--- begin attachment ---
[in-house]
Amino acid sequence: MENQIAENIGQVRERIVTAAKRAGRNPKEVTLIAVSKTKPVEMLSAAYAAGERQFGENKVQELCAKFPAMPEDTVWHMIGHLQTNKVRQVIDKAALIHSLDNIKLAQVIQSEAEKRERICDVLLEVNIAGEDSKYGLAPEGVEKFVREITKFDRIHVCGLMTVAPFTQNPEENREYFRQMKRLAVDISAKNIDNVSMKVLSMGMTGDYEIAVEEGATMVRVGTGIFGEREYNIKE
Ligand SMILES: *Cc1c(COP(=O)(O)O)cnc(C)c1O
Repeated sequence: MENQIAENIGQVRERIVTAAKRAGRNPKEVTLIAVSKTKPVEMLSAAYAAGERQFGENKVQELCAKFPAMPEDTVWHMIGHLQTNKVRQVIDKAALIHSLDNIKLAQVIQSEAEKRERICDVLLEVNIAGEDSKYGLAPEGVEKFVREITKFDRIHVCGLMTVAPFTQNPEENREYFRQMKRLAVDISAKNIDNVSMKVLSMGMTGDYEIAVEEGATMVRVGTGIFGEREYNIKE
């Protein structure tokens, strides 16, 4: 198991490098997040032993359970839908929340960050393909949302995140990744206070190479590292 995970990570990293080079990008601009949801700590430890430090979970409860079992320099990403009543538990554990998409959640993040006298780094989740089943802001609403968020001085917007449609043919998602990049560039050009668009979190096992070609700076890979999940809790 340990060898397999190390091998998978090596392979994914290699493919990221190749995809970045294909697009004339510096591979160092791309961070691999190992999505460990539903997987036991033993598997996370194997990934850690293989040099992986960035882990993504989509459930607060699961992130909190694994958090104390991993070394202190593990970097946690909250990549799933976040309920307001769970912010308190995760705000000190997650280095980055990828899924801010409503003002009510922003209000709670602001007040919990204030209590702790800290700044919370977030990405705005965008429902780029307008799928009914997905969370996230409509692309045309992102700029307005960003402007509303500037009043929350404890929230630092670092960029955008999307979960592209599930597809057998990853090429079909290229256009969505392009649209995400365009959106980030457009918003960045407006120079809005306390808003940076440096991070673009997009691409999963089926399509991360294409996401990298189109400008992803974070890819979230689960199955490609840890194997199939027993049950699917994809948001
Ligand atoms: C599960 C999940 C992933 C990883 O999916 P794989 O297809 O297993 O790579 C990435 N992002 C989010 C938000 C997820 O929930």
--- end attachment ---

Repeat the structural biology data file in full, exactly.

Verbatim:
[in-house]
Amino acid sequence: MENQIAENIGQVRERIVTAAKRAGRNPKEVTLIAVSKTKPVEMLSAAYAAGERQFGENKVQELCAKFPAMPEDTVWHMIGHLQTNKVRQVIDKAALIHSLDNIKLAQVIQSEAEKRERICDVLLEVNIAGEDSKYGLAPEGVEKFVREITKFDRIHVCGLMTVAPFTQNPEENREYFRQMKRLAVDISAKNIDNVSMKVLSMGMTGDYEIAVEEGATMVRVGTGIFGEREYNIKE
Ligand SMILES: *Cc1c(COP(=O)(O)O)cnc(C)c1O
Repeated sequence: MENQIAENIGQVRERIVTAAKRAGRNPKEVTLIAVSKTKPVEMLSAAYAAGERQFGENKVQELCAKFPAMPEDTVWHMIGHLQTNKVRQVIDKAALIHSLDNIKLAQVIQSEAEKRERICDVLLEVNIAGEDSKYGLAPEGVEKFVREITKFDRIHVCGLMTVAPFTQNPEENREYFRQMKRLAVDISAKNIDNVSMKVLSMGMTGDYEIAVEEGATMVRVGTGIFGEREYNIKE
């Protein structure tokens, strides 16, 4: 198991490098997040032993359970839908929340960050393909949302995140990744206070190479590292 995970990570990293080079990008601009949801700590430890430090979970409860079992320099990403009543538990554990998409959640993040006298780094989740089943802001609403968020001085917007449609043919998602990049560039050009668009979190096992070609700076890979999940809790 340990060898397999190390091998998978090596392979994914290699493919990221190749995809970045294909697009004339510096591979160092791309961070691999190992999505460990539903997987036991033993598997996370194997990934850690293989040099992986960035882990993504989509459930607060699961992130909190694994958090104390991993070394202190593990970097946690909250990549799933976040309920307001769970912010308190995760705000000190997650280095980055990828899924801010409503003002009510922003209000709670602001007040919990204030209590702790800290700044919370977030990405705005965008429902780029307008799928009914997905969370996230409509692309045309992102700029307005960003402007509303500037009043929350404890929230630092670092960029955008999307979960592209599930597809057998990853090429079909290229256009969505392009649209995400365009959106980030457009918003960045407006120079809005306390808003940076440096991070673009997009691409999963089926399509991360294409996401990298189109400008992803974070890819979230689960199955490609840890194997199939027993049950699917994809948001
Ligand atoms: C599960 C999940 C992933 C990883 O999916 P794989 O297809 O297993 O790579 C990435 N992002 C989010 C938000 C997820 O929930």